NEW DELHI: Much like in government, the winds of change are blowing in the corridors of Parliament. After a deadlock of nearly three years, there is a flurry of activity on the floor of the House. In the last three weeks, the 16th Lok Sabha recorded a productivity of 103%, in sharp contrast to the 15th Lok Sabha that worked for only 61% of the scheduled time.
The remarkable jump can also be partly explained by the brute majority the NDA government enjoys in the lower House.
It is the first-time lawmakers who are leading the charge. In 2014, participation of first-time MPs in the debate on demand for grants increased by 58% with 158 first-timers speaking on the subject as compared to 100 in 2009.
Analysis by independent body PRS Legislative Research reveals an increase of 41% in participation by new MPs in discussing the railway budget. Interest in the general budget was also high with 26% more participation by legislators in 2014 as opposed to 2009.
In all, participation by first time MPs has gone up by 38.5% as compared to veterans whose participation has increased by 27% between 2009 and 2014.
There are 314 first-time MPs in this Parliament, up from 302 in 2009.
While it is early days yet, there is reason to believe this is not a flash in the pan. Organizations such as PRS and Swaniti that work closely with parliamentarians say they find greater awareness and accountability among legislators.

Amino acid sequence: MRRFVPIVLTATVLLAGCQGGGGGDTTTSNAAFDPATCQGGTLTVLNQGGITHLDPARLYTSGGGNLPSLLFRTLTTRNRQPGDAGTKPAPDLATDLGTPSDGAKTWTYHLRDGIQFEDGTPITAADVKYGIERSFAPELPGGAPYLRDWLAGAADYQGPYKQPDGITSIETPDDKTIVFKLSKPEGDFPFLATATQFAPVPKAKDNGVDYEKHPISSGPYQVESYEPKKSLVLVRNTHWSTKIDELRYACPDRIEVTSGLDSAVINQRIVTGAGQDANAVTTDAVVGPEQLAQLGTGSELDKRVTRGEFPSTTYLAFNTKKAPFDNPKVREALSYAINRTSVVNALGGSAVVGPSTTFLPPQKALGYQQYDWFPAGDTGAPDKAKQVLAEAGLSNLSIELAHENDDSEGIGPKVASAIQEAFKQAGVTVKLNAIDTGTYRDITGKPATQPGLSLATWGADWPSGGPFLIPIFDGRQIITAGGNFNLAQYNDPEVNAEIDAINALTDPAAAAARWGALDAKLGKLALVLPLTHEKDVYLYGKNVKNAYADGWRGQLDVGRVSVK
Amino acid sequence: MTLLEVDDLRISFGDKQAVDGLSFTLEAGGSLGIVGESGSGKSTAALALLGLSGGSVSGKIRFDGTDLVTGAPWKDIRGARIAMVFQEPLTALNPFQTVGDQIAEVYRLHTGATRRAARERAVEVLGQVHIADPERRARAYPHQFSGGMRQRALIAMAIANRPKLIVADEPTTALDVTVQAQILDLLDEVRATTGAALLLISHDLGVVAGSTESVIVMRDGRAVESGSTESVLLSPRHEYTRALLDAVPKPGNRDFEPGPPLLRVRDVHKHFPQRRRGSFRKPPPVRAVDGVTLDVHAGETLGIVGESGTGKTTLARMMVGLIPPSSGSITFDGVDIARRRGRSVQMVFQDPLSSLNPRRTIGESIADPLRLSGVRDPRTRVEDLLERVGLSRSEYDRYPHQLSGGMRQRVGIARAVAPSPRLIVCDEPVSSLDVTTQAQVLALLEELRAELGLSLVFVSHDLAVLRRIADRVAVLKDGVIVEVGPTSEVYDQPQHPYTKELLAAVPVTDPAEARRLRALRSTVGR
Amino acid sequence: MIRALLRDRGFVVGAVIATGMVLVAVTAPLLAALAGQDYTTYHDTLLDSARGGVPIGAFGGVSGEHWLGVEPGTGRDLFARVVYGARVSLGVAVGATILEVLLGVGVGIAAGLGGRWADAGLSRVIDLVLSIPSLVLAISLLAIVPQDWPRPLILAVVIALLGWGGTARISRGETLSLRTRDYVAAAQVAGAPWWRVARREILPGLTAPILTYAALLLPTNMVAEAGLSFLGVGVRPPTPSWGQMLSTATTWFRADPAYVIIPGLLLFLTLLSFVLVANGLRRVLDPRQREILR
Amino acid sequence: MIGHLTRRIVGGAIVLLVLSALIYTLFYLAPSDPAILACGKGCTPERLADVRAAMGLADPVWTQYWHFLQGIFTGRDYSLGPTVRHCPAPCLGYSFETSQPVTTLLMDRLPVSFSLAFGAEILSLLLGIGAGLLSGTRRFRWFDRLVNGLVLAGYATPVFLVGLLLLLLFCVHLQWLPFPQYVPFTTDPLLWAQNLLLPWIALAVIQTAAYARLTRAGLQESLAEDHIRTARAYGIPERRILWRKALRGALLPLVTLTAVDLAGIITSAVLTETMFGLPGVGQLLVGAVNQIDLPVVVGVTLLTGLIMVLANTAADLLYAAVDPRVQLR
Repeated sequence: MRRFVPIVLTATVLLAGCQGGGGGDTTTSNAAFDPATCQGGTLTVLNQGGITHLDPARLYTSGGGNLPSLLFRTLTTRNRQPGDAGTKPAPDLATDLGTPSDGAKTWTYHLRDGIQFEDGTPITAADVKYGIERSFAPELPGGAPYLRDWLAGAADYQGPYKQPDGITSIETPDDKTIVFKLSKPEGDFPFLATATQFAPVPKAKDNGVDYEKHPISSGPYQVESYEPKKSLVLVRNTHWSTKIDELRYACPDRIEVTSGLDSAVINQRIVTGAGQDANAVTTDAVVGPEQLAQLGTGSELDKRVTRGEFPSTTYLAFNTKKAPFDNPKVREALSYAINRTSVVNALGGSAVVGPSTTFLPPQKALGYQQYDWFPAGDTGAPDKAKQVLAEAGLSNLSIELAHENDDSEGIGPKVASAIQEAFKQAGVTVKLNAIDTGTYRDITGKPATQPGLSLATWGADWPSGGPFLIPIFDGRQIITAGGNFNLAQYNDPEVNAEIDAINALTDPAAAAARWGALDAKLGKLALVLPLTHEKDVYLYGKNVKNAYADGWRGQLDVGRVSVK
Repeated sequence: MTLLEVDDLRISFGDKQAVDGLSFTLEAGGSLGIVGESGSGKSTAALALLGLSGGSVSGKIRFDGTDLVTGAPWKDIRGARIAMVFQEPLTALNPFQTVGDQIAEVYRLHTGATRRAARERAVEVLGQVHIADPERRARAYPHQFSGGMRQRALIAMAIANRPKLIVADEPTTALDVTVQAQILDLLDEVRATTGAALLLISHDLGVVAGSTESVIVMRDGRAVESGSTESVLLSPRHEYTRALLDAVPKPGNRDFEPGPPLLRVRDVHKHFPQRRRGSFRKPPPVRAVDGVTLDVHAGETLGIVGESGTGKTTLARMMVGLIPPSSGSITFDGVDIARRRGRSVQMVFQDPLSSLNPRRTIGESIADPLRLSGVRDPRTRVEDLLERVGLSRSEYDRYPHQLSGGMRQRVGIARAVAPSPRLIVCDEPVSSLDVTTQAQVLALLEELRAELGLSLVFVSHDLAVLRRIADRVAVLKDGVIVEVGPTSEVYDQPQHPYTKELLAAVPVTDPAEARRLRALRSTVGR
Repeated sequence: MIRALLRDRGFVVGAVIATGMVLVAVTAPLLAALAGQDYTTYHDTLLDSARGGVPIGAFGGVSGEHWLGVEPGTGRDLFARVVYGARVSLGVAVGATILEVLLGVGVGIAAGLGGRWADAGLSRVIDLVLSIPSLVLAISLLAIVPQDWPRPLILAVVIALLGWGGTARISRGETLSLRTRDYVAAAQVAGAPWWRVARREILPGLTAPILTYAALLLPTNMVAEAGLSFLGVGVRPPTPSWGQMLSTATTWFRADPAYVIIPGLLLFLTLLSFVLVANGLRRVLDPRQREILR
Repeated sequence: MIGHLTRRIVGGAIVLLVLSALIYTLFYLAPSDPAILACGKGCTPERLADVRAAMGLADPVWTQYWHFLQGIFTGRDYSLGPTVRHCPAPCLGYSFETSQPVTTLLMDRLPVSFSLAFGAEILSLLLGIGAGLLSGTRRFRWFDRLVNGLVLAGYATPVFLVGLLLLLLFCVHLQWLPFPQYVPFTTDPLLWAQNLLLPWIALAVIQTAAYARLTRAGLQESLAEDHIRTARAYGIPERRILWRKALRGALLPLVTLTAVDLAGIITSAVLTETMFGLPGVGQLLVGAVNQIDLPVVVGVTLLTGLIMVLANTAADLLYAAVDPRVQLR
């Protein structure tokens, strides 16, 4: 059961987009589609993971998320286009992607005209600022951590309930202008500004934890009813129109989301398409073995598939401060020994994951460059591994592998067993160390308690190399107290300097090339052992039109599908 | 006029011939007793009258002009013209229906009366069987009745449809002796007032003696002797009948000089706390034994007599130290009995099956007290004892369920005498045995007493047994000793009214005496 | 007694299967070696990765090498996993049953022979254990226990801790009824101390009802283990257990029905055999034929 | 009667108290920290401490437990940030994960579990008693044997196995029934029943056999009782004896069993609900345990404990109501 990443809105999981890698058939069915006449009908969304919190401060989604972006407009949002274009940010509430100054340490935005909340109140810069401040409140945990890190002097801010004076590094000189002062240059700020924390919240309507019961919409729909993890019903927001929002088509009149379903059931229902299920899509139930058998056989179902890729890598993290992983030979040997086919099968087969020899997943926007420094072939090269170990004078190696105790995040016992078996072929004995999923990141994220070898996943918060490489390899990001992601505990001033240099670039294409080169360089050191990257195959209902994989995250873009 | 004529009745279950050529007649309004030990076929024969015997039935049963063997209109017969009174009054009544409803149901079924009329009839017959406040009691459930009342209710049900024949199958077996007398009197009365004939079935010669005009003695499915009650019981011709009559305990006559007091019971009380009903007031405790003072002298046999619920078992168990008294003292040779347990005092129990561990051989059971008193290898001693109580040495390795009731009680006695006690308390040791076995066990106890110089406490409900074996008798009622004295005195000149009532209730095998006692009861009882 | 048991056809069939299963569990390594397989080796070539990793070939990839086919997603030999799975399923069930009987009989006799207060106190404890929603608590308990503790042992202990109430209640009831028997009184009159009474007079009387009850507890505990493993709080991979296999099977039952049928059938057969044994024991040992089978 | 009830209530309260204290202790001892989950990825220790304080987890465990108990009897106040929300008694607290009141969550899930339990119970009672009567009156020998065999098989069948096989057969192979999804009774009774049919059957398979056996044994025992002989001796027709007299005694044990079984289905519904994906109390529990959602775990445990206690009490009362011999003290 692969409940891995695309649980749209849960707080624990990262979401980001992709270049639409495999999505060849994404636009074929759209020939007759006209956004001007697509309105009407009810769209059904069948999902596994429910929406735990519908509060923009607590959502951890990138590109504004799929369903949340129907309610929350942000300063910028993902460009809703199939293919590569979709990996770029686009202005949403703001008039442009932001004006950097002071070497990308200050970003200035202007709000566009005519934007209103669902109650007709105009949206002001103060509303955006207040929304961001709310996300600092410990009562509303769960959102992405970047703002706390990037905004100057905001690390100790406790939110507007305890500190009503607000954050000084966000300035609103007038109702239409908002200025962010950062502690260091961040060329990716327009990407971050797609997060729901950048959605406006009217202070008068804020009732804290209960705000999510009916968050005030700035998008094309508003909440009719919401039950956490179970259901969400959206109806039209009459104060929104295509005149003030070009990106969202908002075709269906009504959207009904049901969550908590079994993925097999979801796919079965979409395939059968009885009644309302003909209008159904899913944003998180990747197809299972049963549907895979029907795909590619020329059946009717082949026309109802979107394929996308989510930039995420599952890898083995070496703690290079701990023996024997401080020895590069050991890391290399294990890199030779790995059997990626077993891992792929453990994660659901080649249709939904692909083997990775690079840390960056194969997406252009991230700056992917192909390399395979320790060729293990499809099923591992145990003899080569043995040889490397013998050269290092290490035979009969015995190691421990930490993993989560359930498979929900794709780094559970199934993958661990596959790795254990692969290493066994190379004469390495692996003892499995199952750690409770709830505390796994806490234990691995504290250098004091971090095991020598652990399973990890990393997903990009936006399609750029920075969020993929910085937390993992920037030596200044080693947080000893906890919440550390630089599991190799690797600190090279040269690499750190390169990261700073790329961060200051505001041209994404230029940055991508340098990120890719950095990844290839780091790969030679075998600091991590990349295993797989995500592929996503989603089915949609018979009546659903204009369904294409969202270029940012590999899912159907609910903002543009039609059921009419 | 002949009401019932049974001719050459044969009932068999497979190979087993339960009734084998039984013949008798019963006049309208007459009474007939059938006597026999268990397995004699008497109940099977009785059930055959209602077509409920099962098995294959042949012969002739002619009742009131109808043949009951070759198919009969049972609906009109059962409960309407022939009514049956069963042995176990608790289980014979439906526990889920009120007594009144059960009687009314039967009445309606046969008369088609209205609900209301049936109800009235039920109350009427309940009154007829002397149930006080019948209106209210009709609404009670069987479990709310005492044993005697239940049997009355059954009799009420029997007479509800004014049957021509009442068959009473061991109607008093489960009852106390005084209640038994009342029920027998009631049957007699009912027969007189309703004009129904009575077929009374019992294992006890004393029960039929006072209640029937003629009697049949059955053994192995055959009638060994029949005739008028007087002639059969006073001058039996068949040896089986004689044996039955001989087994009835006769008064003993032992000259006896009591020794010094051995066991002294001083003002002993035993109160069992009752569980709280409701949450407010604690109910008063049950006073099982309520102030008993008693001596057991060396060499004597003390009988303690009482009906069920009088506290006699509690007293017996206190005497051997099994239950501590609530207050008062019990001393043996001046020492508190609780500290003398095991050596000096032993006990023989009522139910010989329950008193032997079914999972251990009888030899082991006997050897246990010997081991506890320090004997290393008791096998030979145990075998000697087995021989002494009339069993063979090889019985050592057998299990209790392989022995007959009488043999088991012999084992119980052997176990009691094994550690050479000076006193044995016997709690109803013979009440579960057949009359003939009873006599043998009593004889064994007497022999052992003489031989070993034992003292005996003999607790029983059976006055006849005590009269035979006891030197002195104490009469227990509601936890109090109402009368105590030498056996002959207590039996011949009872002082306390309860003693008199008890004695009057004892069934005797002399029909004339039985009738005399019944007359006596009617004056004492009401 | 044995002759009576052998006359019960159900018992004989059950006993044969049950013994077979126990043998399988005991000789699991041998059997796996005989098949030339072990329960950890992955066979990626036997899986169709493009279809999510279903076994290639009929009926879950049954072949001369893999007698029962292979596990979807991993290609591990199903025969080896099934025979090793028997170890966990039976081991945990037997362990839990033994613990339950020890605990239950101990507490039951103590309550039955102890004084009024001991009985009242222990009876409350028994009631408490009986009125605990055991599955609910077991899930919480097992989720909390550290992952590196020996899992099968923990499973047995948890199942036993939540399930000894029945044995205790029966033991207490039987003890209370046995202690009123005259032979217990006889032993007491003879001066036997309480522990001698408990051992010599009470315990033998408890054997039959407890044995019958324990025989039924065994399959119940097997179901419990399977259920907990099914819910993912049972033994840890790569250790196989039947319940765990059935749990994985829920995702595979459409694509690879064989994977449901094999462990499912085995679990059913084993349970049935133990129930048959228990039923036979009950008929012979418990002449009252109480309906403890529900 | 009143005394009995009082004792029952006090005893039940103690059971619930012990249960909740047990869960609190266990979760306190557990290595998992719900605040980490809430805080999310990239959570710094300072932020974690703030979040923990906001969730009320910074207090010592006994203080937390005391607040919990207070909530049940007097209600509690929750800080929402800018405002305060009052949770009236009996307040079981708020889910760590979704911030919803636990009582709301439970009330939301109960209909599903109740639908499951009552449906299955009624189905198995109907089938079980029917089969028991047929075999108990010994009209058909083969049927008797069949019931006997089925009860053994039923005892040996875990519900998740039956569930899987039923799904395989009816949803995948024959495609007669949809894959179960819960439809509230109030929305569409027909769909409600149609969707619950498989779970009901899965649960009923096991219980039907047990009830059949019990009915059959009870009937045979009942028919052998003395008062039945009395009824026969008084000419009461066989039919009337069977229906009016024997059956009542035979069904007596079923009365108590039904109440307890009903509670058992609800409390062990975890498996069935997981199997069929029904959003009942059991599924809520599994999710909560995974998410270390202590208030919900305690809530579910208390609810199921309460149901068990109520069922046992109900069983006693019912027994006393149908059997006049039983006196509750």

“Parliament is a forum for debate and discussion. These numbers indicate that MPs are reclaiming the deliberative space of Parliament,” said Chakshu Roy, head of outreach at PRS Legislative Research.
“The MPs’ increased participation in this session is one indicator of the seriousness with which they are approaching their role as legislators. Their participation in budgetary discussions is a healthy sign of their intent to keep the government accountable to the people,” Roy added.
Swaniti CEO Rwitwika Bhattacharya described the transformation among parliamentarians and constituents as “dramatic”. “Accountability was most apparent in this past election than ever before. I think that we are now starting to ask, ‘What is the MP doing? Have they done anything for us that we can see?’ And subsequently these are also the questions we hear from MPs. ‘What can I do that you think will impact people? My constituents have told me they need a hospital. Can you assess and tell me how true it is? What have you done for other MPs that you would recommend to be replicated?’ These are some of the questions we hear,” she said.